Trump increases Economic and Security Uncertainty in Europe
Following the referendum last July I outlined 10 REASONS WHY BREXIT WILL NOT HAPPEN. The triggering of Article 50 would seem to be an appropriate time to review this prediction.
The review confirms my previous conclusion that Brexit will not happen and the events of the past nine months merely highlight some of the problems which lie ahead. We are now leaving the phase of meaningless platitudes “Brexit means Brexit “and “red ,white and blue Brexit”, dismissing genuine concerns as scaremongering, the issuing of reassuring wish lists and attacks on the other member states and the EU Commission. We will now enter serious negotiations where substance rather than aspirations will determine the outcome.
Enhanced role of Parliament
In reviewing my ten reasons it would appear that despite the endless debate very little has changed apart from the enhanced role of parliament.
The government had intended to use prerogative powers to carry the leaving process thereby largely excluding parliament. This was overturned by the Supreme Court which ruled that parliament must make the decision to trigger Article 50 but more importantly it must also have a vote on the final decision to leave. The government after an unsuccessful appeal has finally accepted this ruling.
I believe that Parliament may reject the terms negotiated. Indeed Keir Starmer’s speech on Sunday which sets out “six tests for Brexit” suggests this is a possibility.
Relationship with single market
Another issue which seems to have been resolved is the relationship with the single market. In July there were considerable differences within the government as to future trading relations with the EU. Ministers differed on whether we should seek access to the single market, be part of the Customs Union or join the EEA. This has been resolved in favour of the hardest Brexit possible – the total rejection of the single market despite previous claims by Boris Johnston that it was essential to have access and the commitment in the Conservative manifesto to it. Many MP’s including some leavers stressed the need to retain full access to the single market. If this is abandoned can these MP’s ratify the final deal?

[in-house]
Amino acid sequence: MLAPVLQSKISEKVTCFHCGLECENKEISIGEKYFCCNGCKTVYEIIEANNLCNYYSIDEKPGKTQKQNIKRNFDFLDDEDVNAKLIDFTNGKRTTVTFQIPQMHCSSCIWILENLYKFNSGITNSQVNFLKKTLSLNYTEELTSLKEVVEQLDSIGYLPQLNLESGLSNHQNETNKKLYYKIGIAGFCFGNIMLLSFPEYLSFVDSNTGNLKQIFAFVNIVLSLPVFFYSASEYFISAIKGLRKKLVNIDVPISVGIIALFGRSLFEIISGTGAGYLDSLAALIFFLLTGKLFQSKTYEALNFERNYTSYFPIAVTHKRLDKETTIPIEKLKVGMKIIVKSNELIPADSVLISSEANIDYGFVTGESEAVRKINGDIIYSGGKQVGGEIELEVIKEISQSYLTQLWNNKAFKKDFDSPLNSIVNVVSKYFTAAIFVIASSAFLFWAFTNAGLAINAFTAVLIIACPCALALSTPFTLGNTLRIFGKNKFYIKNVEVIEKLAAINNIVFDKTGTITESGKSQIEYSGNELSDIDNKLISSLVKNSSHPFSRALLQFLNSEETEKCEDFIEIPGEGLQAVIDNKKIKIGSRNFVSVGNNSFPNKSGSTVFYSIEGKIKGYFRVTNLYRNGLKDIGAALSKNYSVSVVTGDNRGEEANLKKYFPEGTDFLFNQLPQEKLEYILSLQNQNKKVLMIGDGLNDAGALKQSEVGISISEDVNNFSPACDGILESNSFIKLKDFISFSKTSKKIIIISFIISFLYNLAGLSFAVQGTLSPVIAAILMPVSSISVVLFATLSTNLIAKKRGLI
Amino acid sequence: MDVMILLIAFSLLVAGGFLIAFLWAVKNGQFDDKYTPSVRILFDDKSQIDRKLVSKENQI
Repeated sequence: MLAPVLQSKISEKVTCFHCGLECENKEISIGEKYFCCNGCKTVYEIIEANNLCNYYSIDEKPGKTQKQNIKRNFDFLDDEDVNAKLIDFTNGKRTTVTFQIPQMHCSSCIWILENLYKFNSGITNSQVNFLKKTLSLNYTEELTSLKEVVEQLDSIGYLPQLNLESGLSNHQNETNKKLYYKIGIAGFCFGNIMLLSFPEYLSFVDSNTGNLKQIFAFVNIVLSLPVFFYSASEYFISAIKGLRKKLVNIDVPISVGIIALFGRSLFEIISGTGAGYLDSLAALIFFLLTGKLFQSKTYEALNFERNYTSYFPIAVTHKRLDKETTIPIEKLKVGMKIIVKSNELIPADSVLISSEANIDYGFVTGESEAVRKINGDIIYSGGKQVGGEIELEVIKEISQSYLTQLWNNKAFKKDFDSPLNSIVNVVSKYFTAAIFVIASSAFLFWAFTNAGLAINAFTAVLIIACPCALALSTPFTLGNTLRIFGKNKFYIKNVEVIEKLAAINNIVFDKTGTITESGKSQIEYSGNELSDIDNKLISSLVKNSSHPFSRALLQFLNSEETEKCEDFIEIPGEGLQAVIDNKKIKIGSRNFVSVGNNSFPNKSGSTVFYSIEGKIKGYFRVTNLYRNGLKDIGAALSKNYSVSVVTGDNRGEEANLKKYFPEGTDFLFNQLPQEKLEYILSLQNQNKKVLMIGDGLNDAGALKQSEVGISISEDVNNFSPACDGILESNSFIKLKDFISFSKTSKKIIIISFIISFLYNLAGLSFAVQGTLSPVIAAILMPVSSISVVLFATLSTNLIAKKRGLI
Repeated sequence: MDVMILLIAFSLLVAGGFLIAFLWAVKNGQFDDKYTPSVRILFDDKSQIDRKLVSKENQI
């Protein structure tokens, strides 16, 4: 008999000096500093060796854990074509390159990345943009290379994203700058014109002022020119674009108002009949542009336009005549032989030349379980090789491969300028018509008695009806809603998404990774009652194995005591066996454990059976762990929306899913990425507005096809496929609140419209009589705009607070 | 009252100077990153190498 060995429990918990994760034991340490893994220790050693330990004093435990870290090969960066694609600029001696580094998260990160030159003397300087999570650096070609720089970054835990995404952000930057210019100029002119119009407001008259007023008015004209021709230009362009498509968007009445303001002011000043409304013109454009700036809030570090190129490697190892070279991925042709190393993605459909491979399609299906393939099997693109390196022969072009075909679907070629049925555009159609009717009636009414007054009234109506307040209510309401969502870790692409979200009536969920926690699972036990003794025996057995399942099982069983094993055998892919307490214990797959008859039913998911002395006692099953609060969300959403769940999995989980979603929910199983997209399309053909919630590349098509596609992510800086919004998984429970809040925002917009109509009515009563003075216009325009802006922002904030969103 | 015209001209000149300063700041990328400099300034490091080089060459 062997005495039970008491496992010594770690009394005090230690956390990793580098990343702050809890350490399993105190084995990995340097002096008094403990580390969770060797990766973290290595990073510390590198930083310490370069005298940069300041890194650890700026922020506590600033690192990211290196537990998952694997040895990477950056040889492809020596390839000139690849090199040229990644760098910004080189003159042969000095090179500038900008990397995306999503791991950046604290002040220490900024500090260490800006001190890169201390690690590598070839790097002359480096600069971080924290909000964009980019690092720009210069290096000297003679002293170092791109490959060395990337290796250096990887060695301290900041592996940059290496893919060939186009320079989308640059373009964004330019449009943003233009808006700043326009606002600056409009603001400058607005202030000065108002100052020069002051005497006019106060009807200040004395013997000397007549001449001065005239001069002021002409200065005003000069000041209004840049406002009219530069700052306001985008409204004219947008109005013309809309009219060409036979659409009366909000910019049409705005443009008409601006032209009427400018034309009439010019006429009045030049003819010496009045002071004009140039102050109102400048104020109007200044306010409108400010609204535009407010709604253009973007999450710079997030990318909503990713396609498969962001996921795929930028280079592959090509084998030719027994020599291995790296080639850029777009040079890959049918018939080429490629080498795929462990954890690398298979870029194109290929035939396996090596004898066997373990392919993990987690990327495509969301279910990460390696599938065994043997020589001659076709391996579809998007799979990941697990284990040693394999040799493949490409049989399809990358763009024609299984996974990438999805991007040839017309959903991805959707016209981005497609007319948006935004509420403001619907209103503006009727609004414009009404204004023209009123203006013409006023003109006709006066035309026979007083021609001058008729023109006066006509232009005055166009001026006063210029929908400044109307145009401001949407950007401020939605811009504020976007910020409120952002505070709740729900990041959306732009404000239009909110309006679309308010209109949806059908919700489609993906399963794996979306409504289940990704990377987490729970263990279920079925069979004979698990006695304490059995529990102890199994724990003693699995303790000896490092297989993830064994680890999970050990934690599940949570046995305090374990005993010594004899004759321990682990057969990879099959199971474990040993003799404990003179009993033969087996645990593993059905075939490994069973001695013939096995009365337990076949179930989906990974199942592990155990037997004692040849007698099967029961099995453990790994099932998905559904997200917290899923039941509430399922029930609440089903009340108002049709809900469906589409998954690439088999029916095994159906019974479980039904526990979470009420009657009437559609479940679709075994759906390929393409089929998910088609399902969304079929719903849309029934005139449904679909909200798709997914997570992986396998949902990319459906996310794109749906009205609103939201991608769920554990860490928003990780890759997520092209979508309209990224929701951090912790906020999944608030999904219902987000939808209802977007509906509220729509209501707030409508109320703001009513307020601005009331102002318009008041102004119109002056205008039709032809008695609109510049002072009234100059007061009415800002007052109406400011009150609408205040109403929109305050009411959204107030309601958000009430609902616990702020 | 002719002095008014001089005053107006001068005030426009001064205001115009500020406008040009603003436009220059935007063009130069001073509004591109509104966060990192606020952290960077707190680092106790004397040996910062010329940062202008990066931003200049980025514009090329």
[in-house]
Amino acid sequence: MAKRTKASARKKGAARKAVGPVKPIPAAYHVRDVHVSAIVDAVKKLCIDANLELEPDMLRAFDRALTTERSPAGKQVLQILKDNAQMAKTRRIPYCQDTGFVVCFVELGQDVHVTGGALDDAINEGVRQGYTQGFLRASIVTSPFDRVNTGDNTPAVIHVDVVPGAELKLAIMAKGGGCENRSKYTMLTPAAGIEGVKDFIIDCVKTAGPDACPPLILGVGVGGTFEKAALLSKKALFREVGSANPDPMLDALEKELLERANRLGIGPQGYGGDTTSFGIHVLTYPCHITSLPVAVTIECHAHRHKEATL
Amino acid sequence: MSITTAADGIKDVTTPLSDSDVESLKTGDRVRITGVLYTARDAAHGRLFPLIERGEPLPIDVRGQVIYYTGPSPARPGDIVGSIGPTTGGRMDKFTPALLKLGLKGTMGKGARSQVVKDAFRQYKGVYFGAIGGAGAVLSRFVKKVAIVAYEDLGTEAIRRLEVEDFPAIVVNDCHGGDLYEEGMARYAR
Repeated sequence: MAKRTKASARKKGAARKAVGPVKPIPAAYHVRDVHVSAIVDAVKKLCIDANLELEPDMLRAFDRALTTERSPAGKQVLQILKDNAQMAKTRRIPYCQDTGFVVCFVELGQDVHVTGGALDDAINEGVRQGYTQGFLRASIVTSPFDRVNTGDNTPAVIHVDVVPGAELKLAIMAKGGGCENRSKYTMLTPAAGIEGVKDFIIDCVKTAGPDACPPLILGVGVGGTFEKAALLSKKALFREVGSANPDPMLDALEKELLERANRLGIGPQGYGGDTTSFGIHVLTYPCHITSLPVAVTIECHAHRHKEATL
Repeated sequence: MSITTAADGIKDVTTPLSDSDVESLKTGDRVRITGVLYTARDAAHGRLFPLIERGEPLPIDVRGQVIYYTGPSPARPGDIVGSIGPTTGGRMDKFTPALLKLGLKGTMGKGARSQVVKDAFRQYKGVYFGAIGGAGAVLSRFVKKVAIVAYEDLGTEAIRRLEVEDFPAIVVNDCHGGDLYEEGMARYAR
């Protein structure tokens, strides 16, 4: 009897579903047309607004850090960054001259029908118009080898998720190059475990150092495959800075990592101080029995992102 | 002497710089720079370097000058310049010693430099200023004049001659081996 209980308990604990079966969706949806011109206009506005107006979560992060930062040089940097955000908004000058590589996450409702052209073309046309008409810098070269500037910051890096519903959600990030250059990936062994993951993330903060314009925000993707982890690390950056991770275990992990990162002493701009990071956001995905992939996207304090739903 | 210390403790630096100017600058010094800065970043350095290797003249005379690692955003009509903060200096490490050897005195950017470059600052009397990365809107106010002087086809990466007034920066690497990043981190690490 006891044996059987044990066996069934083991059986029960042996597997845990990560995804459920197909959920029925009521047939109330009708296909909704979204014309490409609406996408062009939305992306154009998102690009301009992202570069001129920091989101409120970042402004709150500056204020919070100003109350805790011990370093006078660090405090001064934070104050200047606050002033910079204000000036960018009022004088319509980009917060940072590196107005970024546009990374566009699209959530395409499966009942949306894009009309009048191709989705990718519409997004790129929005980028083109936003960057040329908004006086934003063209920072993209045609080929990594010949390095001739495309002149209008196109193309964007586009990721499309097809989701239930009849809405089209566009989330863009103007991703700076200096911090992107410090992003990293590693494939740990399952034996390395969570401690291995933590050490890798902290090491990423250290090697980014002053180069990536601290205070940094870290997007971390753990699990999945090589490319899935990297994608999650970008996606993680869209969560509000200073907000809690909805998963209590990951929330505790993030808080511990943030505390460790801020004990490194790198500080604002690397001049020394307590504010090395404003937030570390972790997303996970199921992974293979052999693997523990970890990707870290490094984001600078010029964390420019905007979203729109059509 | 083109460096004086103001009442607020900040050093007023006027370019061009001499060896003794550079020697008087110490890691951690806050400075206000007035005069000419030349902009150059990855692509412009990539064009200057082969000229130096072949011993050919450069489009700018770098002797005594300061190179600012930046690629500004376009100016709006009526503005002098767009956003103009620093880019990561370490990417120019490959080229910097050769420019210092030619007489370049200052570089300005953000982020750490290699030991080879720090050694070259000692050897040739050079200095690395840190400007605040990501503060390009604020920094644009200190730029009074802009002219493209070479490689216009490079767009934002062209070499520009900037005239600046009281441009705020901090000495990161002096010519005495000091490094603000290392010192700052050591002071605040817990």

Election of Trump creates economic and security uncertainty
One event which could not have been foreseen at the time of the referendum was the election of Trump. This is something which I feel should make many leavers reconsider their position.
Trumps recent statements have undermined existing institutions and are creating uncertainty particularly in relation to security and international trade. His ambiguous relationship with Putin and the questioning of the role of NATO has caused concern throughout Europe This has to seen in the context of Putin’s support for far right politicians in Europe and his policy of destabilising the EU. Should the UK support him in further destabilising the EU?